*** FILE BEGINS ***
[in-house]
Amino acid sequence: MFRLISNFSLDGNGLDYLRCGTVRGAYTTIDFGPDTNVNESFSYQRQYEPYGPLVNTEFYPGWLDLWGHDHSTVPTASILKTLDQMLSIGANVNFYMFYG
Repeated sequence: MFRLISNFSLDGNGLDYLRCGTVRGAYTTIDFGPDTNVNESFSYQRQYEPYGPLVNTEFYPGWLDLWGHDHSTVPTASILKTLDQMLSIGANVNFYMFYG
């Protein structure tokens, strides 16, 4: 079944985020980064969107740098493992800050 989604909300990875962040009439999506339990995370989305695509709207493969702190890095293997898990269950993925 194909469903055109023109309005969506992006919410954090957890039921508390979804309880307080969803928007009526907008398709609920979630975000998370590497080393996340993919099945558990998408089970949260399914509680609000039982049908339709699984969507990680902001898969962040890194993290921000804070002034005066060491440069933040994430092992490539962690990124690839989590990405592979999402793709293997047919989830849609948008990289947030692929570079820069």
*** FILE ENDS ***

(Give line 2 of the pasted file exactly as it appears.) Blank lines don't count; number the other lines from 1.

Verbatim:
Amino acid sequence: MFRLISNFSLDGNGLDYLRCGTVRGAYTTIDFGPDTNVNESFSYQRQYEPYGPLVNTEFYPGWLDLWGHDHSTVPTASILKTLDQMLSIGANVNFYMFYG